From Heberto Padilla's Cuba to the Cuba found by Josep Borrell

AFP/YAMIL LAGE - Un hombre es detenido durante una manifestación contra el Gobierno del presidente cubano Miguel Díaz-Canel en La Habana, el 11 de julio de 2021
photo_camera AFP/YAMIL LAGE - A man is detained during a demonstration against the government of Cuban President Miguel Diaz-Canel in Havana, on July 11, 2021.

The European Union seems to have convinced itself that there are political regimes that are not going to change, so it cannot wait forever to establish closer relations, even if this contravenes principles that seemed to have been set in stone. The recent trip by the head of European diplomacy, Josep Borrell, made this clear by refusing to make any gesture towards the opposition to the Castro regime, including demanding the release of the thousand or so political prisoners, many of them imprisoned following the protests in which voices were raised all over the island simply calling for freedom. Repression has become even more pronounced as a result of the emergence of the new struggle between the old liberal order assimilated to the West and the neo-communist populism that has been spreading like an oil slick throughout Latin America.  

Strategic interests therefore rule, and it is clear that the EU, which continues to aspire to play a relevant role in the international concert, prefers to accept reality rather than to insist on defending the sacrosanct respect for human rights, which was also championed by the United States, as the leader of a certain conception of the world.  

Borrell, who can boast of having raised his voice in the not so distant past against Castro's tyranny, and be praised by those who have no choice but prison or exile, has, in the eyes of that same opposition, joined the list of disappointments. The writer Zoé Valdés puts it starkly: 'When Cubans manage to free themselves from this tyranny that has existed for more than 64 years, amid repression, imprisonment, torture, executions, exile, misery and a total lack of freedoms, we must never forget the terrible role played by the European Union, with very rare exceptions, and the Spanish socialists, in the desire to lead us back to freedom in our country'.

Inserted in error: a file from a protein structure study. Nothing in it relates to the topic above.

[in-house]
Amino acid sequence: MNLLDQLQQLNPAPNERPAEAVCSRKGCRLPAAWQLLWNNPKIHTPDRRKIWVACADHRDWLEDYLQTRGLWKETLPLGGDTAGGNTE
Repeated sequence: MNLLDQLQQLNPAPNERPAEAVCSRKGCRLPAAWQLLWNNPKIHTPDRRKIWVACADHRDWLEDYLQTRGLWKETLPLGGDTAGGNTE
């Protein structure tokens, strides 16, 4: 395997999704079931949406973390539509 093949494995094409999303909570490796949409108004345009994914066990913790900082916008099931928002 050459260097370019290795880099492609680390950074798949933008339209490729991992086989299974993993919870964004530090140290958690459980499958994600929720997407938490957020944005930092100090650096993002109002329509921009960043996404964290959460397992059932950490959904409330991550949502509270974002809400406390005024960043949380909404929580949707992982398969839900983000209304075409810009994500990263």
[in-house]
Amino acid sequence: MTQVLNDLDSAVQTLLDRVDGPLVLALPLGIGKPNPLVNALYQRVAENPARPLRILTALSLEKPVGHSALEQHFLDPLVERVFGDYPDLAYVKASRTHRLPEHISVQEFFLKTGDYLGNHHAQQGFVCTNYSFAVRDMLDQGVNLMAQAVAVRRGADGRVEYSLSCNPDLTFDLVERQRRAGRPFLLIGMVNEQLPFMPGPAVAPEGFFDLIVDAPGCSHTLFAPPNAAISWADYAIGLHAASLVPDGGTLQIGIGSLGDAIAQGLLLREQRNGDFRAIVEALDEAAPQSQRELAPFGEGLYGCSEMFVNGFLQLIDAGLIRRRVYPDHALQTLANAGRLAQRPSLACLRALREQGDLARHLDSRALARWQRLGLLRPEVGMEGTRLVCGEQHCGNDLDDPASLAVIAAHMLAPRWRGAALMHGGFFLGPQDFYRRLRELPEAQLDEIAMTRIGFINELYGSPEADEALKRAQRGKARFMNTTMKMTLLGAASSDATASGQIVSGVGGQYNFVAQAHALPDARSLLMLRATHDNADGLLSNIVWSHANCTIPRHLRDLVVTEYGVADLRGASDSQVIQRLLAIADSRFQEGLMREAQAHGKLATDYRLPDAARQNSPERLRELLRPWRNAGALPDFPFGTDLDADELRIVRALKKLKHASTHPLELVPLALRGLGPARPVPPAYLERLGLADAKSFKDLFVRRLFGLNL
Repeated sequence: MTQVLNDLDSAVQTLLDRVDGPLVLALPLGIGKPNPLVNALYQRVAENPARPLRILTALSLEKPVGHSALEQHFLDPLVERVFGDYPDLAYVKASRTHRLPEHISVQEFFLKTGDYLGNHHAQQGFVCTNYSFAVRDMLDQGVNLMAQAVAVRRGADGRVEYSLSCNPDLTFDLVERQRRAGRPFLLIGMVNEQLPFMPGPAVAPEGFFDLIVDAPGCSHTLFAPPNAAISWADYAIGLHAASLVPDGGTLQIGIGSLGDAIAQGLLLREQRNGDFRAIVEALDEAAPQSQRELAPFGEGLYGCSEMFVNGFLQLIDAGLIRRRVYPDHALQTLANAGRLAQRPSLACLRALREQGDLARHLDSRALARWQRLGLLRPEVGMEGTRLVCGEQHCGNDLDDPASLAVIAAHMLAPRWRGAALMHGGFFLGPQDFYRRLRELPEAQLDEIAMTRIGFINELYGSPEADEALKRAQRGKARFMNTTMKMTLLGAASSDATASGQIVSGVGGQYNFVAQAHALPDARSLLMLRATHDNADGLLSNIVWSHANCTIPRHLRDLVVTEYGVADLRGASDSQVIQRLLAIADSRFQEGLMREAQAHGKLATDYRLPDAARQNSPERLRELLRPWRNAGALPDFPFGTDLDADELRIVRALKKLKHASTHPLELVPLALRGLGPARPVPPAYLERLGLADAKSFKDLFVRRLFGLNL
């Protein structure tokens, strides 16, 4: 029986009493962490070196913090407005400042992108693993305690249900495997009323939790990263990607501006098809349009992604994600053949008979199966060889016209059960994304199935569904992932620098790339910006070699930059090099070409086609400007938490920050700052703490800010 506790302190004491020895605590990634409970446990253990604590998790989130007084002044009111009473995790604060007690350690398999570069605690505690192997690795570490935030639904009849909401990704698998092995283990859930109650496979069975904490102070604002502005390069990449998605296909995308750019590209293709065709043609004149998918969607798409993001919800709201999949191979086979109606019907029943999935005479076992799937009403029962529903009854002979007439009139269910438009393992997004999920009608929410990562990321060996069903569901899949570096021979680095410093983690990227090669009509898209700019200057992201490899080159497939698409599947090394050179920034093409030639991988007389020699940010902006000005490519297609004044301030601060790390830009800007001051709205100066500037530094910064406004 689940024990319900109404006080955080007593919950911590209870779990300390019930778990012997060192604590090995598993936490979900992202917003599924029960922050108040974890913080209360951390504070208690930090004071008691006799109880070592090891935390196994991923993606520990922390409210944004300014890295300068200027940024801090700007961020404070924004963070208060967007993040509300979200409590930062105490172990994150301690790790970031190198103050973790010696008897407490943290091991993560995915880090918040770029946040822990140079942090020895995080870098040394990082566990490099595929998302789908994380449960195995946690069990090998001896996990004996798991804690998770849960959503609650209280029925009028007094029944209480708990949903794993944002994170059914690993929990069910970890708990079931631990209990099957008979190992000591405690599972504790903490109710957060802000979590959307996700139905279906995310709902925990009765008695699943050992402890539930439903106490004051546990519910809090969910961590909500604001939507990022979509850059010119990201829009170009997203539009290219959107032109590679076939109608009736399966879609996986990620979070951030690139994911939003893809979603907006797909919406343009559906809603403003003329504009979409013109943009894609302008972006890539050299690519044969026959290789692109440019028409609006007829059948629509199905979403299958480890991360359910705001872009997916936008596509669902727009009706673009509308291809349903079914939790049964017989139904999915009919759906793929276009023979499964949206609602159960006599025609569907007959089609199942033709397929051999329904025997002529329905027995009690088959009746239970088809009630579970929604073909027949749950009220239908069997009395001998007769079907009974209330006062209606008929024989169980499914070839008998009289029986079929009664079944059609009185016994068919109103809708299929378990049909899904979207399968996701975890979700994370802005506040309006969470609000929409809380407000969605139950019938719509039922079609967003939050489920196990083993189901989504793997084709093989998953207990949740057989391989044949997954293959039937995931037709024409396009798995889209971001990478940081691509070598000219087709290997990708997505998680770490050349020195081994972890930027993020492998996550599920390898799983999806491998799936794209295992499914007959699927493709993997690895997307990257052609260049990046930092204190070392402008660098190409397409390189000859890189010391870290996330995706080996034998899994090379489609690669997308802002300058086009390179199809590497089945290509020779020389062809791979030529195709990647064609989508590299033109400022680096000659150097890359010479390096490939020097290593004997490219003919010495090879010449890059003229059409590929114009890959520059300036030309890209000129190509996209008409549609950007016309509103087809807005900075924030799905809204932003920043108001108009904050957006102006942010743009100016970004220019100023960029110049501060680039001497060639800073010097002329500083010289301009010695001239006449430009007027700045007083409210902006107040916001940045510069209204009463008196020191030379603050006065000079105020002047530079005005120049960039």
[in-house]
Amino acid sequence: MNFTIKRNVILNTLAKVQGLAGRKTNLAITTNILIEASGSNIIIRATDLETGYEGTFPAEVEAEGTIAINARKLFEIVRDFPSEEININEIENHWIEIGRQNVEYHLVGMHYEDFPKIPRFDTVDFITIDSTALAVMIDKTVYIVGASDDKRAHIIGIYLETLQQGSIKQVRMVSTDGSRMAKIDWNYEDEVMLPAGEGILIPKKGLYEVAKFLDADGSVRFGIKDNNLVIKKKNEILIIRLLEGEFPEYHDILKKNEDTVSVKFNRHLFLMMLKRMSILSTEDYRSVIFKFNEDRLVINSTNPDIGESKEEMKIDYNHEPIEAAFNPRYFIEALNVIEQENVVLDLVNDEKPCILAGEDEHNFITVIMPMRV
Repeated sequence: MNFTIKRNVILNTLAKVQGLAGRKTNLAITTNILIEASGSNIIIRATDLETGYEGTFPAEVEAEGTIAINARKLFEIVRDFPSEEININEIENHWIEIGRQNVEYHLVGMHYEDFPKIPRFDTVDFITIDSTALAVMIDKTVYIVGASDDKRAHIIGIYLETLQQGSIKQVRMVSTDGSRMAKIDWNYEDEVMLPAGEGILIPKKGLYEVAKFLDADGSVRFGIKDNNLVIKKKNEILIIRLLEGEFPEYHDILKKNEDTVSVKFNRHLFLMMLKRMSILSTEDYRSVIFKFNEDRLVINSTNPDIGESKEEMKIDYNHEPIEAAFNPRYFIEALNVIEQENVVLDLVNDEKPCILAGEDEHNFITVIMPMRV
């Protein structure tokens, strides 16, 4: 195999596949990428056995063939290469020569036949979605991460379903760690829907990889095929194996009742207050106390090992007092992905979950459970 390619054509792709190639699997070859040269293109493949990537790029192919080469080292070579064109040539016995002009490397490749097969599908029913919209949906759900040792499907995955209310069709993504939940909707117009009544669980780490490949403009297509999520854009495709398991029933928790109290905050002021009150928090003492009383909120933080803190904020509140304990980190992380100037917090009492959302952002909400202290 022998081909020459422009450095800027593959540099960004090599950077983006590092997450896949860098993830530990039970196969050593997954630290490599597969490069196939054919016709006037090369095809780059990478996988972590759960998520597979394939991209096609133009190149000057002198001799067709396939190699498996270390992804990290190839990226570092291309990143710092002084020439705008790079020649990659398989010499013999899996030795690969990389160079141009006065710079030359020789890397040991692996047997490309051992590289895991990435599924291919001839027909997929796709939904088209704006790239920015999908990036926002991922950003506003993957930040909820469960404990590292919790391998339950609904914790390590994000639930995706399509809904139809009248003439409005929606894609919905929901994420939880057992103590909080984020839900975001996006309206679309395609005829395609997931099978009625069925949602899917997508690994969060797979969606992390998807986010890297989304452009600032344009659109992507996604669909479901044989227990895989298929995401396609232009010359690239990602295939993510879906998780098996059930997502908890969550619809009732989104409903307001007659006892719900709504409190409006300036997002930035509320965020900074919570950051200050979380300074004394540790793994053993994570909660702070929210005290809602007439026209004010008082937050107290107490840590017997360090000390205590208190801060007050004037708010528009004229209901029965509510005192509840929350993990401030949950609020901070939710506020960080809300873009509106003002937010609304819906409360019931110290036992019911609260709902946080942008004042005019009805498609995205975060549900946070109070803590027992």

Almost simultaneously with Borrell's visit to Cuba, the documentary film 'El Caso Padilla' was presented in Spain, bringing to light for the first time the classified archive with the fierce self-criticism of the Cuban poet Heberto Padilla. Watching this atrocious self-abasement of an intellectual whose imprisonment had provoked the first international manifesto in favour of his freedom on the screen is a mixture of nausea and disbelief. The poet, critical of a revolution that had veered towards the starkest communist totalitarianism, intones a "heartfelt self-criticism", declares himself a counter-revolutionary agent and accuses many of his colleagues in the Cuban writers' guild, including his wife, gathered for such an auto de fe, of complicity. 

It was spring 1971 and he had spent a month in the hands of Cuban state security. His arrest had mobilised the intellectual avant-garde around the world, from Julio Cortázar to Jean-Paul Sartre, from Mario Vargas Llosa and Gabriel García Márquez to Jorge Edwards and Juan Fernández Figueroa. 

The documentary film directed by Pavel Giroud, a true portrait of fear, may seem like a fictional tale contemplated now, on the verge of the first quarter of the 21st century. Heberto Padilla himself was able to leave the country and end his days in the United States, almost ashamed of that denouncement session in which the great poet appears to have been turned into a human wreck.  

Meanwhile, Cuba and its revolution remain immovable, justifying the widespread misery of a large part of the Cuban people with the US blockade. The concessions made by those who believed that the regime would open up in exchange for improved trade relations were successively disappointed.